The Mississippi River passes through 10 different states in the US and is 2,320 miles long. With an area that large, it's no surprise that there are plenty of creepy stories about the Mississippi River. From monsters both above and in the water to hauntings to disturbing deaths, these Mississippi River stories shed a creepy light on the historic waterway.
Mississippi River legends are so varied because it runs through so many different landscapes and environments. It has also played a huge part in the formation and history of the US. It was used as a major mode of transportation during the country's western expansion, and when Union forces captured it in the Civil War, it marked a crucial turning point towards victory.
Any long, historic path, whether it's a river or a hiking trail, is bound to have a few urban legends attached to it, so check out these creepy Mississippi River stories.
There have been at least a few reported UFO sightings along the Mississippi River. Actor Clint Walker recalled seeing a UFO over the Mississippi in 1951 while traveling in Illinois.
Ron Quinn shared his friend Clint's story in his book, Mysterious Disappearances: And Other Strange Tales. Quinn writes that Clint "glanced off toward the river. Coming toward him, above the water, was a saucer shaped UFO. It was perhaps 25-feet across and dull silver in color." He observed it for a few seconds before it moved out of sight.
The Smiley Face Killer is the theory of two retired New York detectives who believe that someone (or a group) is responsible for the deaths of at least 40 college men. Nearly all of the men's deaths have been ruled accidental drownings, but some people speculate that their deaths were not accidents. They believe there is a serial slayer that preys upon intoxicated college students, drugging them and dumping them into nearby bodies of water.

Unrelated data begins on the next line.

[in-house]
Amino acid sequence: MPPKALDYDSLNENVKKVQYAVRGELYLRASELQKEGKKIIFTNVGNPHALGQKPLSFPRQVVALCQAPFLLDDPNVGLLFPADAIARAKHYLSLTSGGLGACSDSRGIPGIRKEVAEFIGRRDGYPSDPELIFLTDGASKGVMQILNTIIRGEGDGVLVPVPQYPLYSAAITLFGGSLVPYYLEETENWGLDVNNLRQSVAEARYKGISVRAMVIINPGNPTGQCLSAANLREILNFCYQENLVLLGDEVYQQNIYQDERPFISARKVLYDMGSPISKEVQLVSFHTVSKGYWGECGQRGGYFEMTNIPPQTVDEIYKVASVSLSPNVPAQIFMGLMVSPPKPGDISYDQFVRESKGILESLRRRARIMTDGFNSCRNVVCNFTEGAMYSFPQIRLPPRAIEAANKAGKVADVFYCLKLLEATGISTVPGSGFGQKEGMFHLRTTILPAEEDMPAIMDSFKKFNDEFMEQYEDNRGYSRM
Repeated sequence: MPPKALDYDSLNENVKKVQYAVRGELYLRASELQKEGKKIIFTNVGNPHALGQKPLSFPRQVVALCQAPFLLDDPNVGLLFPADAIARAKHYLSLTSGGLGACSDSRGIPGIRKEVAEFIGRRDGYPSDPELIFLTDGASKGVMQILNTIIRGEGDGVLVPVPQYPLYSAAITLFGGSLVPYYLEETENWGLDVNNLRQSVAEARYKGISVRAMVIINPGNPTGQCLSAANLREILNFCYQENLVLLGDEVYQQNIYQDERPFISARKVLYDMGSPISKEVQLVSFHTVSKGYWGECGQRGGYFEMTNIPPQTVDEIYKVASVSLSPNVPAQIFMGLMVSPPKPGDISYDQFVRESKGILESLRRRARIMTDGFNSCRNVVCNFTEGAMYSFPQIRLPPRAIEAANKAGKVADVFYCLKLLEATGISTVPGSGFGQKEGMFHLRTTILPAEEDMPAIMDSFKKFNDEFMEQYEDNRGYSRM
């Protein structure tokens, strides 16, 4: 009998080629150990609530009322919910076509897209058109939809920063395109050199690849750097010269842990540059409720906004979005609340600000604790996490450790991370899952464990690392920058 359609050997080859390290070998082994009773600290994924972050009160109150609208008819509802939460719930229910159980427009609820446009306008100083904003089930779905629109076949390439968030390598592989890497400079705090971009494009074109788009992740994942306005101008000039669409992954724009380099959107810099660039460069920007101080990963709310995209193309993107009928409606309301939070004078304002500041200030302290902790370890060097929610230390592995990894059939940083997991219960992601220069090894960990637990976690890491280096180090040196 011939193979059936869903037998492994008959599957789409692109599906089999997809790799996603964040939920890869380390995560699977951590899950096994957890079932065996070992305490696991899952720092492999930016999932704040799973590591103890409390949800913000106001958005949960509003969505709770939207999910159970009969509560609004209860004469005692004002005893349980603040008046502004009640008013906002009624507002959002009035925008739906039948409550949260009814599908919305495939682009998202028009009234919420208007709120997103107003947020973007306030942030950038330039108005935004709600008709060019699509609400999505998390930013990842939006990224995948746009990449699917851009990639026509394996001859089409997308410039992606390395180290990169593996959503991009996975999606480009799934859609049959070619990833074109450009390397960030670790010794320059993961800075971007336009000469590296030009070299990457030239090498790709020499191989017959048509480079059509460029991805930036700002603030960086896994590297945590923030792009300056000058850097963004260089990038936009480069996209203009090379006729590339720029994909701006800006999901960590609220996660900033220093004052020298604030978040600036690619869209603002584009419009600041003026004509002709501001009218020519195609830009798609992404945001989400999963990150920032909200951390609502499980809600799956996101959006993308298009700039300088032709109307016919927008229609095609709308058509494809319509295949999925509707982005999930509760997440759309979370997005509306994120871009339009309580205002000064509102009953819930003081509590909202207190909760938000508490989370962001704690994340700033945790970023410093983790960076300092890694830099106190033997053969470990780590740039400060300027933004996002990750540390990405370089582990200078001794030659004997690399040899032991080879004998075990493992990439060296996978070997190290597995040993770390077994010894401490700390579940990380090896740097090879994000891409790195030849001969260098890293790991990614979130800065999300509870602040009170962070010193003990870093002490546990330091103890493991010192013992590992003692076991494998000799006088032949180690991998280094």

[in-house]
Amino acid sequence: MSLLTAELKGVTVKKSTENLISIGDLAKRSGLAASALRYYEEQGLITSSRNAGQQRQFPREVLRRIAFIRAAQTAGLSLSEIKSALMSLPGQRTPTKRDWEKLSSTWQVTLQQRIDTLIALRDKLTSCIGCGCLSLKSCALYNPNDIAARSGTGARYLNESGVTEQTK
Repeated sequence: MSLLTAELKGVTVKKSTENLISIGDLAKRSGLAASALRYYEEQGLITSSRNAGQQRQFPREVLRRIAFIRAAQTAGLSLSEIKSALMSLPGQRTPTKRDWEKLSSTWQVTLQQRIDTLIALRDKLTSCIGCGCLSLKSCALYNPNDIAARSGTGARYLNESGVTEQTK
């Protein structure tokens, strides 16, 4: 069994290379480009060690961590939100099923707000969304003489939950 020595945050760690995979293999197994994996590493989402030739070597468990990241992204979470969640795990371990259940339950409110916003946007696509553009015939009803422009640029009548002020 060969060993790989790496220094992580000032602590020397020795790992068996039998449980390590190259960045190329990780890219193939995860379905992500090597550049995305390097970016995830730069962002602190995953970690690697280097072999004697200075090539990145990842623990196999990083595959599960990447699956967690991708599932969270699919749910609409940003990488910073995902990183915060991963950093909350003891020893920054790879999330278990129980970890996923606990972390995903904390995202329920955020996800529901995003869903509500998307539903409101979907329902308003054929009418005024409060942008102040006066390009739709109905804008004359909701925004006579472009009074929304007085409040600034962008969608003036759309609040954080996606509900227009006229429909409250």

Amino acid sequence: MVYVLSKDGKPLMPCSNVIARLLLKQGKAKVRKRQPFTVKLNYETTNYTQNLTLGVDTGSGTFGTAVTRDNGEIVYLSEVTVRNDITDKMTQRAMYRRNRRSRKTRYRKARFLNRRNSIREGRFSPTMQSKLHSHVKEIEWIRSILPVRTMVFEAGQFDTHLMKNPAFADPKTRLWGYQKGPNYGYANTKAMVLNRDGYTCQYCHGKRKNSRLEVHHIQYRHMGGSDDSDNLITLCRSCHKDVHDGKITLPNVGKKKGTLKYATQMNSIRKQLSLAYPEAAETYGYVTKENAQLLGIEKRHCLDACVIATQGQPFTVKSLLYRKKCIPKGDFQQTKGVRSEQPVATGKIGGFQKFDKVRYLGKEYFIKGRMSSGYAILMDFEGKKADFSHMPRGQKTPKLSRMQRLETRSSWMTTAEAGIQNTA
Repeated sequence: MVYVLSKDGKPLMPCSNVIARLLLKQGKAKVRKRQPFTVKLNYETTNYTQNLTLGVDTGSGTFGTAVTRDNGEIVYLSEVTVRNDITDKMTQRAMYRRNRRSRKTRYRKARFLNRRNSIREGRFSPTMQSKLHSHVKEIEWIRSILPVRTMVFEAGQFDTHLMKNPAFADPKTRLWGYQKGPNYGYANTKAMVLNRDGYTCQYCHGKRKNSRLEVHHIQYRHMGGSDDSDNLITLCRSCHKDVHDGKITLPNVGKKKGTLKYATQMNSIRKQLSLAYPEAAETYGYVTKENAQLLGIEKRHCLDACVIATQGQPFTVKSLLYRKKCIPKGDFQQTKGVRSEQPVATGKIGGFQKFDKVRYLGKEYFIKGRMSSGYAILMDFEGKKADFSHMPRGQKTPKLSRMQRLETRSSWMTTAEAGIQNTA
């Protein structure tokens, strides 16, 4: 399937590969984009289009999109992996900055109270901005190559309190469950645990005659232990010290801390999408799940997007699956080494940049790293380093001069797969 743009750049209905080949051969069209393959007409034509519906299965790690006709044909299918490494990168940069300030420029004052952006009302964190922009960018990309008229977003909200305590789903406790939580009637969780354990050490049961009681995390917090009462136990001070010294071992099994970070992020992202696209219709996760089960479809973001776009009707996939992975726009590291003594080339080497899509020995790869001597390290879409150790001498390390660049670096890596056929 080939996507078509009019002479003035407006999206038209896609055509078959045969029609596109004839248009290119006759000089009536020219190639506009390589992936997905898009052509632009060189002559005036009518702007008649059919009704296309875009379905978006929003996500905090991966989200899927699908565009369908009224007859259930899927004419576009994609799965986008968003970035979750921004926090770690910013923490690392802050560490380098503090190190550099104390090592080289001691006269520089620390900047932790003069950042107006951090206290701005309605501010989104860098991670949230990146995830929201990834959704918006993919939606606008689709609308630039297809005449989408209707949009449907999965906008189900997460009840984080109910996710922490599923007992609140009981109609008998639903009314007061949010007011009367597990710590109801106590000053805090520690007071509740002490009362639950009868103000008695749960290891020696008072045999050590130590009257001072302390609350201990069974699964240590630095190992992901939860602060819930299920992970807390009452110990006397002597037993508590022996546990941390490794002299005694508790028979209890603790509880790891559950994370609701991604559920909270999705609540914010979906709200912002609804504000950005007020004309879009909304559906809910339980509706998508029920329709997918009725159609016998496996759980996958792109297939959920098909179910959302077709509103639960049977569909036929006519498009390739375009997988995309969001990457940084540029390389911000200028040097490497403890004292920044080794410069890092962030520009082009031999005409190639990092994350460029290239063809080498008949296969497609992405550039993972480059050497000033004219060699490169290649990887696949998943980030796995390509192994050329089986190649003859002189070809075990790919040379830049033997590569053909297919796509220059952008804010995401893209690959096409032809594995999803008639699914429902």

The detectives came up with the theory after a smiley face was discovered near several sites where the men are suspected to have fallen (or been tossed) into the water. Christopher Jenkins, a student at the University of Minnesota, was 21 when he disappeared on Halloween. His body was found four months later in the Mississippi River still wearing his Halloween costume.
The Mississippi River has been known to reverse its direction. On the rare occasion this has happened, it is usually due to significant natural events in the area. The earliest known occurrence was in 1812 after a series of earthquakes in Missouri, but it's happened several times since then.
Most recently, it reversed for 24 hours in 2012 as a consequence of Hurricane Issac.
Natchez, MS, is known as the birthplace of Mississippi. It was settled by the French in 1716, and after the Seven Years' War, was ruled by Great Britain, Spain, and finally the United States. Years of governmental chaos earned the town a reputation for being lawless, and there are still many prominent legends about the area.
Said to be the most haunted city of Mississippi, there have been reports of paranormal activity at many locations in the city. There are stories of witches dancing along the Natchez Trace (a long trail that winds through several states), burning every piece of land their feet touch. Natchez-Under-the-Hill is one of the oldest parts of the town and is rumored to be haunted by several ghosts. But the spookiest spot in Natchez is Longwood, an unfinished octagonal mansion.
The construction of Longwood was halted by the Civil War. Dr. Haller Nutt, who commissioned the home from architect Samuel Sloan, lived in the only part of the house that was completed - the basement. Locals call the place "Nutt's Folly," and rumor has it that you can still see the ghosts of Dr. Nutt and his wife lurking around the property.